Corporate radio loophole is unfair, unjustified and un-American
“Today marks the beginning of the end for corporate radio’s loophole,” said Jennifer Bendall, executive director of musicFIRST, upon introduction of the Performance Rights Act in the Senate and House of Representatives.
“It’s unfair, unjustified and un-American that artists and musicians are paid absolutely nothing when their recordings are played on AM and FM radio. Music is their work, their livelihood. They deserve fair pay for air play,” Bendall said. “Artists and musicians across America thank Senator Leahy, Representative Conyers and their colleagues for introducing bills that will close the corporate radio loophole.”
The Performance Rights Act will close an archaic provision of America’s copyright law that allows AM and FM radio stations to earn $16 billion a year in advertising revenue without compensating the artists and musicians who bring music to life and listeners’ ears to the radio dial. The bipartisan bill was introduced in the Senate today by Senator Patrick Leahy (D-VT), chairman of the Senate Judiciary Committee, and Senators Orrin Hatch (R-UT), Dianne Feinstein (D-CA), Bob Corker (R-TN), and Barbara Boxer (D-CA); and in the House by Representative John Conyers (D-MI), chairman of the House Judiciary Committee, and Representatives Howard Berman (D-CA), Darrell Issa (R-CA), Marsha Blackburn (R-TN), Jane Harman (D-CA), John Shadegg (R-AZ), and Paul Hodes (D-NH).
“Every artist and musician from the biggest star to working class performers deserves to be paid when their performance, their work, is broadcast over the radio,” Bendall said.
AM and FM radio is the only music platform that does not pay a fair performance right to artists and musicians for the use of their work. Satellite, cable and internet radio compensate artists when they play their music. AM and FM radio however receives a free pass to broadcast the recordings of thousands of artists and musicians every day without paying them a penny.
“American broadcasters literally earn billions by playing our records,” said GRAMMY winner Sam Moore. “All we ask is to receive what artists in every other civilized country around the world receive when their recordings are broadcast — fair compensation for the performance of our work.”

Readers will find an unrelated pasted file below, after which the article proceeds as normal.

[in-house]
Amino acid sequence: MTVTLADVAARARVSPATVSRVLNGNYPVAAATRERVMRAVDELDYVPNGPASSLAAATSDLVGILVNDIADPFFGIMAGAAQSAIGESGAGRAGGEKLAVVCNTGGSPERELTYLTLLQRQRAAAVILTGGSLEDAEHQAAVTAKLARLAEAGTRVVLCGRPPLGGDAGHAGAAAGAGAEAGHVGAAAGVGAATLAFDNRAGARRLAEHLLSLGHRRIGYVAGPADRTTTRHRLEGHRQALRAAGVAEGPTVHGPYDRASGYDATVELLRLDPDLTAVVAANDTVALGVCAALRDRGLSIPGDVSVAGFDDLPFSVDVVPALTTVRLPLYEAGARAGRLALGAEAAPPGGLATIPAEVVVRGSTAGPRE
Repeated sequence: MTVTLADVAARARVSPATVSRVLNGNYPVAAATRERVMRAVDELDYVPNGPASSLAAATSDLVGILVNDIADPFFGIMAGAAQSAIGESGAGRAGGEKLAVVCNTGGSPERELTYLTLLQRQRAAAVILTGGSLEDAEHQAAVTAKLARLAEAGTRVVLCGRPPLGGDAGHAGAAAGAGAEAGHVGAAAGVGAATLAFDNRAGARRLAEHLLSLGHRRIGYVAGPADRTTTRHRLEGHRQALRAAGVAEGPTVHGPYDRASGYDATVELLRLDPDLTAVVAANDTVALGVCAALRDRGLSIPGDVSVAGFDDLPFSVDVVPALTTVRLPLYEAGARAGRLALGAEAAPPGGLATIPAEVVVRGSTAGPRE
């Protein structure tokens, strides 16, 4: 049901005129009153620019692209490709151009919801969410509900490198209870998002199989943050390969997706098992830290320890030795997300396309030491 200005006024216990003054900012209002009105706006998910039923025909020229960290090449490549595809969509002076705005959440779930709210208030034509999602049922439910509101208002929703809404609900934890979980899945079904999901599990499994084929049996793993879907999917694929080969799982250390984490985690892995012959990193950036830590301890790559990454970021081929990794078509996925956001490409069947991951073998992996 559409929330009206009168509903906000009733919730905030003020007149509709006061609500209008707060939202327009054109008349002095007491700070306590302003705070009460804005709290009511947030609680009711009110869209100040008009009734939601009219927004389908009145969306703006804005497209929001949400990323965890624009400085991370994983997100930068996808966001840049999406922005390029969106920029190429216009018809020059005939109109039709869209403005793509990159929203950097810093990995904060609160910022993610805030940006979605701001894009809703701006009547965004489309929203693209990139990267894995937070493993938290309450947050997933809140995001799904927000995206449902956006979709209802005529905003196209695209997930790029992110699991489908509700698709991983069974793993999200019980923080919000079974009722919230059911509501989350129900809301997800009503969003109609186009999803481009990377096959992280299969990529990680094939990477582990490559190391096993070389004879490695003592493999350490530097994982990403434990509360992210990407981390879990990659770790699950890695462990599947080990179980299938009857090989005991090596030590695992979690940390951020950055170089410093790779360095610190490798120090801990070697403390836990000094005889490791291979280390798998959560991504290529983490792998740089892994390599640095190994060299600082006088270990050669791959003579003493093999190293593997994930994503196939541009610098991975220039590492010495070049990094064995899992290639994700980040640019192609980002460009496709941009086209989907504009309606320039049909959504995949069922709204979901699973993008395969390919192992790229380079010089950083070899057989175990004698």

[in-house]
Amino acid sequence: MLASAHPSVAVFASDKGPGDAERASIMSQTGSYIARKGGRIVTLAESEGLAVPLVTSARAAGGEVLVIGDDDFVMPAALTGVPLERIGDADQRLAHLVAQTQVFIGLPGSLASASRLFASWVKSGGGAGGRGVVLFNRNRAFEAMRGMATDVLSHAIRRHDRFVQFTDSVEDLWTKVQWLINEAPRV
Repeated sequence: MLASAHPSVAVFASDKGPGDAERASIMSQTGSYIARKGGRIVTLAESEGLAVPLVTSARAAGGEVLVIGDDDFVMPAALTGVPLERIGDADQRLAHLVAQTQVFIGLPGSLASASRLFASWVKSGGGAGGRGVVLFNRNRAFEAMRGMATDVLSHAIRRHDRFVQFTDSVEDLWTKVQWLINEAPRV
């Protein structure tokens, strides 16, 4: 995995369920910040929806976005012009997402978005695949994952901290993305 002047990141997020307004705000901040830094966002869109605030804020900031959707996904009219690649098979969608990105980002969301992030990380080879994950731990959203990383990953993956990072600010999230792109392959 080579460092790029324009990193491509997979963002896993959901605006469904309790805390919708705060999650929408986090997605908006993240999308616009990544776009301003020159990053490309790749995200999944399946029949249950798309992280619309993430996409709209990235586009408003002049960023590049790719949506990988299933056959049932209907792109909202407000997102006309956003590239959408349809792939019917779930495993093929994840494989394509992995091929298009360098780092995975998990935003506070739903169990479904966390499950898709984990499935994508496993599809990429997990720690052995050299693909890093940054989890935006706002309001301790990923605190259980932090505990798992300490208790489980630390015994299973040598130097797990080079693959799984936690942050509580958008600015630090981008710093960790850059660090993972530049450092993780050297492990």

The Performance Rights Act brings the United States in line with almost every other nation in the world. Only a few countries do not provide a fair performance right on radio, including Iran, North Korea and China. And because the U.S. doesn’t have a performance right, foreign stations do not have to pay American artists when their music is played on stations around the globe — an inequity that costs American artists tens of millions of dollars each year.
“It’s only fair that AM and FM radio be held to the same standards as other music platforms and terrestrial radio stations around the world,” Bendall said.
Major provisions of the Performance Rights Act are as follows:
- Over-the-air broadcast stations would be able to use a statutory license and make one payment annually under a rate set through negotiations or by the Copyright Royalty Board for all the music they play, instead of having to negotiate with every copyright owner for each use of music.
- The proposed legislation accommodates small broadcasters and others to assure balance and fairness to broadcasters and artists. More than 75 percent of all commercial radio stations and more than 80 percent of all religious stations would be covered through the planned accommodation.
- Small commercial stations would pay only $5,000 per year;
- Noncommercial stations such as NPR and college radio stations would pay only $1,000 per year;
- Stations that make only incidental uses of music, such as “talk radio” stations, would not pay for that music; and
- Religious services that are broadcast on radio would be completely exempt.
- Proposed amendments to existing law would make clear that a new right for recording artists and owners cannot adversely affect the rights of, or royalties payable to, songwriters or musical work copyright owners.
“The legislators crafted an accommodation for small broadcasters — but at the same time they did not want artists and musicians to continue to subsidize the radio conglomerates that rely on music to attract listeners and sell ads. The compromise language is fair to performers, fair to songwriters and fair to broadcasters,” Bendall said. “A fair performance right supports and encourages the creativity and content that will continue to make American radio profitable.”
People who love music understand that creativity, talent and hard work are required to bring it to life. The goal of the musicFIRST (Fairness in Radio Starting Today) Coalition is to ensure that aspiring performers, local musicians and well-known artists are compensated for their music when it is played both today and in the future. Of all the ways we listen to music, corporate radio is the only one that receives special treatment. Corporate radio has a free pass to play music — refusing to pay even a fraction of a penny to the performers that brought it to life. The musicFIRST (Fairness in Radio Starting Today) Coalition is committed to making sure everyone, from up-and-coming artists to our favorites from years-ago, is guaranteed Fair Pay for Air Play. For more information on the musicFIRST (Fairness in Radio Starting Today) Coalition please visit www.musicFIRSTcoalition.org.
Supporting organizations include: American Association of Independent Music (A2IM), American Federation of Musicians (AFM), American Federation of Television and Radio Artists (AFTRA), Christian Music Trade Association (CMTA), Music Managers Forum – USA (MMF- USA), The Latin Recording Academy, The Recording Academy, The Rhythm & Blues Foundation, Inc, Recording Artists’ Coalition (RAC), Recording Industry Association of America (RIAA), Society of Singers, SoundExchange and Vocal Group Hall of Fame.